Frontlist | This 1997 Archie Comic Predicted Schooling In 2021 And Twitter Is Stunned

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The Simpsons, it would seem, does not have the monopoly on eerily accurate predictions. An Archie Comics strip from 1997 currently has the Internet abuzz, for it seems to have correctly predicted what schooling would look like in the year 2021.

Last year, several schools and educational institutes across the world made the switch from traditional classrooms to online learning as the pandemic necessitated social distancing. As a result, for almost a year now, many students have been attending classes using their laptops, desktops or phones at home.

An Archie Comics issue from almost 25 years ago is now going viral for predicting the switch to remote learning.

An Archie Comics issue from 1997 is going viral for predicting the era of online classes.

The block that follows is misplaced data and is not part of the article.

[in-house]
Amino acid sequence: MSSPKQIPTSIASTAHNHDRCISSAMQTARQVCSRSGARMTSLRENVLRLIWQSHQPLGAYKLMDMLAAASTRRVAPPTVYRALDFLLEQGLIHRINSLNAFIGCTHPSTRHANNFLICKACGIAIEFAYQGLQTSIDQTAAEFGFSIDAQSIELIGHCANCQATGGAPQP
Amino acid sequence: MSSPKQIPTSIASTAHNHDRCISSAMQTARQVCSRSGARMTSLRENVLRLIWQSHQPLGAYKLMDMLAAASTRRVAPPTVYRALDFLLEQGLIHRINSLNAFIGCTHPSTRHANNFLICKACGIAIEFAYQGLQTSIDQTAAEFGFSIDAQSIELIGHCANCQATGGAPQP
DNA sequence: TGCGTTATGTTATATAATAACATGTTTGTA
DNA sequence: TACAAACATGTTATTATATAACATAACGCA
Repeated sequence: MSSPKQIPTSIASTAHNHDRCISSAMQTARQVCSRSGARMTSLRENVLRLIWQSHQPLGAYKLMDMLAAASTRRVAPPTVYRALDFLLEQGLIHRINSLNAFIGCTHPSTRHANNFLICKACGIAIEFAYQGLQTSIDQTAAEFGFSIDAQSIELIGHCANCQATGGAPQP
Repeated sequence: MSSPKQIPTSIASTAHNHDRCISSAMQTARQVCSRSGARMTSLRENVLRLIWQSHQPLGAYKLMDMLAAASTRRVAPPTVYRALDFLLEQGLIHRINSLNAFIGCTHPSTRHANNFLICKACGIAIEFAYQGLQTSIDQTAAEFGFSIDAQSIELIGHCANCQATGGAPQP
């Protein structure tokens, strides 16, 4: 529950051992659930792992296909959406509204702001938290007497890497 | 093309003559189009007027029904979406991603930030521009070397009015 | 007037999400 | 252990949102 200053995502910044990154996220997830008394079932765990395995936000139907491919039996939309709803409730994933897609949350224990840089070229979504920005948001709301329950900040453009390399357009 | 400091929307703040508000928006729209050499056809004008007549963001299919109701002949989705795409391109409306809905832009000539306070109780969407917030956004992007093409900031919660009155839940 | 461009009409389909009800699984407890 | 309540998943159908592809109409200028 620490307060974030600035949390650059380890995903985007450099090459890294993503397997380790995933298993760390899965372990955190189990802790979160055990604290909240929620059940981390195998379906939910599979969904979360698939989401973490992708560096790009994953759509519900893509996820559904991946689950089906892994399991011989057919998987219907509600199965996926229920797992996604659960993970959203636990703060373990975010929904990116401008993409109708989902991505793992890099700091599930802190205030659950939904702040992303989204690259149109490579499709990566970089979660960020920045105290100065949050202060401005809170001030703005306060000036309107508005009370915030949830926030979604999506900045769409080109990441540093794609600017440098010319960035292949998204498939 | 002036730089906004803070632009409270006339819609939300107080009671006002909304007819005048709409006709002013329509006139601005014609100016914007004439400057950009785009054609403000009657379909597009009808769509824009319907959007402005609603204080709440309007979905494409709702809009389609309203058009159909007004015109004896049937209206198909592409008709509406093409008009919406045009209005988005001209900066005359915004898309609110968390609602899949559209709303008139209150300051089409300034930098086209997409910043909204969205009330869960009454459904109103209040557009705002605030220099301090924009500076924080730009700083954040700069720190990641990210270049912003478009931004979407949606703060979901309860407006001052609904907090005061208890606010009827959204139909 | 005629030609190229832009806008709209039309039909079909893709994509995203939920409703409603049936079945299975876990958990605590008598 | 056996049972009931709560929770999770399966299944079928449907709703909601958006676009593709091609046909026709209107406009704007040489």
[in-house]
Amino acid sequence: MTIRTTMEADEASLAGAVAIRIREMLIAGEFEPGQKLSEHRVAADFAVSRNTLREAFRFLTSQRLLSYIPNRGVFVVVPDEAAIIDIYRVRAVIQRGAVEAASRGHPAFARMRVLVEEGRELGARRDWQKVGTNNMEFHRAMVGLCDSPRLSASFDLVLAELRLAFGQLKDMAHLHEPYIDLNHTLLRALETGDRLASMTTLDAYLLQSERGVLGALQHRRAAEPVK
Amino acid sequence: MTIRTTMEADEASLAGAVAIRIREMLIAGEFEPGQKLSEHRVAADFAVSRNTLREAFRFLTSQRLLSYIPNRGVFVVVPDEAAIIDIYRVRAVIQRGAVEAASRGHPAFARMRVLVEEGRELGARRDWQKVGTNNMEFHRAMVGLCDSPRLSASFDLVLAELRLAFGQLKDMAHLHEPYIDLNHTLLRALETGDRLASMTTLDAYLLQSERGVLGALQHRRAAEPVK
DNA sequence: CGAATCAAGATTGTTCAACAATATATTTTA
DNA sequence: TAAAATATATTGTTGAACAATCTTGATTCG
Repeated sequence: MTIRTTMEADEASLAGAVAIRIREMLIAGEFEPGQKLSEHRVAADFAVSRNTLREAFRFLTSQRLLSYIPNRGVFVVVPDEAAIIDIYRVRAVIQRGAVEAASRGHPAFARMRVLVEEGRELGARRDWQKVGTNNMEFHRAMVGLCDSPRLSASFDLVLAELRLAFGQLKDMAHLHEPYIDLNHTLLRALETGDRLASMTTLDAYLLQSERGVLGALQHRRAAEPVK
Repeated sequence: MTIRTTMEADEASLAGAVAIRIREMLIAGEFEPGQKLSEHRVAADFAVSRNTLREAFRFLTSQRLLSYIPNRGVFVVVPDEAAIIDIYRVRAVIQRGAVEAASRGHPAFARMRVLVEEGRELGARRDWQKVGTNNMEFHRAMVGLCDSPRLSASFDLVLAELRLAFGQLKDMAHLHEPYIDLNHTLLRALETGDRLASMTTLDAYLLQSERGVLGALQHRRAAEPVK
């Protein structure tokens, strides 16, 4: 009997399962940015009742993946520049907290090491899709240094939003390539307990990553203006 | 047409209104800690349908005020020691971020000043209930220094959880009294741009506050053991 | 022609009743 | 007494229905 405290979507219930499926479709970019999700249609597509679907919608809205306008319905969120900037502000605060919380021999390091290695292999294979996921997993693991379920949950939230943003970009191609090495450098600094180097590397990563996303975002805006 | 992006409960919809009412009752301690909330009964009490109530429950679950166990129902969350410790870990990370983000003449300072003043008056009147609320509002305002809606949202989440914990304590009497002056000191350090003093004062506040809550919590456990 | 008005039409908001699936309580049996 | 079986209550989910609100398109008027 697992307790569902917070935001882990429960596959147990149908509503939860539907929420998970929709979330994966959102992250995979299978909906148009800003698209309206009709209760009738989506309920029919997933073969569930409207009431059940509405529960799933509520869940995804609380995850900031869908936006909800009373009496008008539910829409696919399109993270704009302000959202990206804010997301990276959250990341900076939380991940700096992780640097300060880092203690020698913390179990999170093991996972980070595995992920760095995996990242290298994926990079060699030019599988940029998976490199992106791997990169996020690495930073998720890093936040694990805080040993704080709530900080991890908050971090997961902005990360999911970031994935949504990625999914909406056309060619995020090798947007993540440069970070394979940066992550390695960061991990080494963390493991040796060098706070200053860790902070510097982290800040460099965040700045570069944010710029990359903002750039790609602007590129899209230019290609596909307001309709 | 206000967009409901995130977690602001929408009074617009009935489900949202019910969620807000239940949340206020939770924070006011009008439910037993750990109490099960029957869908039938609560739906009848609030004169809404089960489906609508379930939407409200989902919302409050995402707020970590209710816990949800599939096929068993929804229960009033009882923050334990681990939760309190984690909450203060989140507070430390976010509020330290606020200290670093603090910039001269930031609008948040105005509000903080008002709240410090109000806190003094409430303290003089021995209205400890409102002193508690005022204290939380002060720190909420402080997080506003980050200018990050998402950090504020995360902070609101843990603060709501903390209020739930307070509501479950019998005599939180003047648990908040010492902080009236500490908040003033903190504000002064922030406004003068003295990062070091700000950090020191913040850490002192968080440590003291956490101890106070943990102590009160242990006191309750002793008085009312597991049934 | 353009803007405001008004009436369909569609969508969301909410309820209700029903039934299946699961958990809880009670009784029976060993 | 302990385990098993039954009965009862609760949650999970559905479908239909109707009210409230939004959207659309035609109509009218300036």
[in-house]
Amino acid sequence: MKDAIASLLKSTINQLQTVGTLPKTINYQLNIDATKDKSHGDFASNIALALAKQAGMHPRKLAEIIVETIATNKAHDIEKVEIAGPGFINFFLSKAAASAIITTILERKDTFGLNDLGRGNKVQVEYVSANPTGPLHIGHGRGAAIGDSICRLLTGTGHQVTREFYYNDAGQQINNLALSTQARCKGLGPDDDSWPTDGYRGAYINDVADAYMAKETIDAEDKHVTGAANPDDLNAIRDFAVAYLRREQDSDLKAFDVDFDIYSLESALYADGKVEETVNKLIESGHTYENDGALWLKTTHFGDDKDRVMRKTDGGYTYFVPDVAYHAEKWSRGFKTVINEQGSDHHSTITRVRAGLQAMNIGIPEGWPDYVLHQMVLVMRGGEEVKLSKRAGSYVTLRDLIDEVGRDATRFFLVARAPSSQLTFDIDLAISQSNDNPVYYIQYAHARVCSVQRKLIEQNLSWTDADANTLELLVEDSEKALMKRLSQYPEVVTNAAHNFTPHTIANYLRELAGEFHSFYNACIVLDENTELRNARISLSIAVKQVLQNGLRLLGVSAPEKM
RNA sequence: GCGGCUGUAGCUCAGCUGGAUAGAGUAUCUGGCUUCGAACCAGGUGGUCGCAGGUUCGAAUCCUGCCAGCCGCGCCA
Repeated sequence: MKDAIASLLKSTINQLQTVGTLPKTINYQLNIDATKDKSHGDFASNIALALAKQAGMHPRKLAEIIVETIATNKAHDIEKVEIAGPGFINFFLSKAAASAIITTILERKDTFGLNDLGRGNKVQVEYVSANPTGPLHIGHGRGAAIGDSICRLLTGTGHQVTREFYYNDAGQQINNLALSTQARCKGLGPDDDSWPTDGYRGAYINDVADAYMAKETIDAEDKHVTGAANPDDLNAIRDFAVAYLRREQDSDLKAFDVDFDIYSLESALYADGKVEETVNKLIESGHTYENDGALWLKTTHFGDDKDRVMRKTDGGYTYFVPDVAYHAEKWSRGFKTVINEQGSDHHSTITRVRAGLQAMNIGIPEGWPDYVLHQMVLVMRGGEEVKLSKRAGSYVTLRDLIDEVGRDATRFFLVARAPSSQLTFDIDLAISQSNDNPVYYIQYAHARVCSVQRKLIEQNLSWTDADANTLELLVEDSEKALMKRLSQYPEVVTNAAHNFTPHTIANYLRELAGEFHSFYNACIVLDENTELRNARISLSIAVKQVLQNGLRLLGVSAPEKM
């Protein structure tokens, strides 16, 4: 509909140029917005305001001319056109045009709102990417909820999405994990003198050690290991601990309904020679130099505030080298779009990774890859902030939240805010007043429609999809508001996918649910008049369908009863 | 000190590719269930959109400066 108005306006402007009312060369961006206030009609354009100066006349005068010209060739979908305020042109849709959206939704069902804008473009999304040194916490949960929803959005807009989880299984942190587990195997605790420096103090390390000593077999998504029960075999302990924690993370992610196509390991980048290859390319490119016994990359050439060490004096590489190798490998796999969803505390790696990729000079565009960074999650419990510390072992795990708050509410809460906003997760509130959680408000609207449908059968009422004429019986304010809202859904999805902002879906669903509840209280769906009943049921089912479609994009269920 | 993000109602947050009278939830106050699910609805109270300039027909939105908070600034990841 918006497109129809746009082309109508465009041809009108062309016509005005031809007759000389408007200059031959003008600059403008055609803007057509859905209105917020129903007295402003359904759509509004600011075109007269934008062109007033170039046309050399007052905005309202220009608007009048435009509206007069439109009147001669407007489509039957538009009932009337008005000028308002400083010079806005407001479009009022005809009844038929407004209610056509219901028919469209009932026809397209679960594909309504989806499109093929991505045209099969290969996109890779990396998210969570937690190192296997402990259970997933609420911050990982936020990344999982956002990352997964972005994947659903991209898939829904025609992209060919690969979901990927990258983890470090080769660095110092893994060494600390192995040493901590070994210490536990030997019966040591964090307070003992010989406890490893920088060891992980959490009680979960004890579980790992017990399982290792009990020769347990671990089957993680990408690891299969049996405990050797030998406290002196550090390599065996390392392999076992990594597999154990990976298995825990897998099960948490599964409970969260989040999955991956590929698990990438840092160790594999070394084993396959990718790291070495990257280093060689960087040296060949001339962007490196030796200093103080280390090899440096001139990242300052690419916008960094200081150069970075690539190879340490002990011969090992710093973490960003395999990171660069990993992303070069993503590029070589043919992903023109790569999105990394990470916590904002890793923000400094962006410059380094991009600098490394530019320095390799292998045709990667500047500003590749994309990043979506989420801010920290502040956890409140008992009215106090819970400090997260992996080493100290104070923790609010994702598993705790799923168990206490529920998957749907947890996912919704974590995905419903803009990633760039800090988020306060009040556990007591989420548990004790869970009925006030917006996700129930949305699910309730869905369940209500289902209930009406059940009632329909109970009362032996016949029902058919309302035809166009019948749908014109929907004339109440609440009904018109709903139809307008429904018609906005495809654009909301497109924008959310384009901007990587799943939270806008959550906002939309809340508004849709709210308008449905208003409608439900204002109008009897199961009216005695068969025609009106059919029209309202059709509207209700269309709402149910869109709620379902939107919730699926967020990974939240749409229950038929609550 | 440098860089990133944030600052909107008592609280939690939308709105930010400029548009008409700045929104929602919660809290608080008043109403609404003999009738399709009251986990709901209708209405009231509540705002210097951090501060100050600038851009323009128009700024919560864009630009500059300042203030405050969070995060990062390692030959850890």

The Simpsons, it would seem, does not have the monopoly on eerily accurate predictions. An Archie Comics strip from 1997 currently has the Internet abuzz, for it seems to have correctly predicted what schooling would look like in the the year 2021.

Last year, several schools and educational institutes across the world made the switch from traditional classrooms to online learning as the pandemic necessitated social distancing. As a result, for almost a year now, many students have been attending classes using their laptops, desktops or phones at home.

An Archie Comics issue from almost 25 years ago is now going viral for predicting the switch to remote learning.

The strip, shared by the official Twitter account of Archie Comics yesterday, was originally published in a February 1997 issue of the now-discontinued Betty series. It shows Betty Cooper’s life imagined in “2021 AD”.

In the comic strip, Betty is seen attending classes using a computer at home. Aside from the futuristic outfits worn by Betty and her parents, the comic strip hits pretty close to home – even featuring a “Video monitor must remain uncovered at all times” sign that many are sure to find totally relatable.

Since being shared yesterday, the comic strip has exploded online, racking up more than 27,000 ‘likes’ and hundreds of stunned comments.

Last year, an early episode of The Simpsons generated a similar buzz after social media users pointed out that it came close to predicting the ongoing coronavirus pandemic.

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// pawan rana js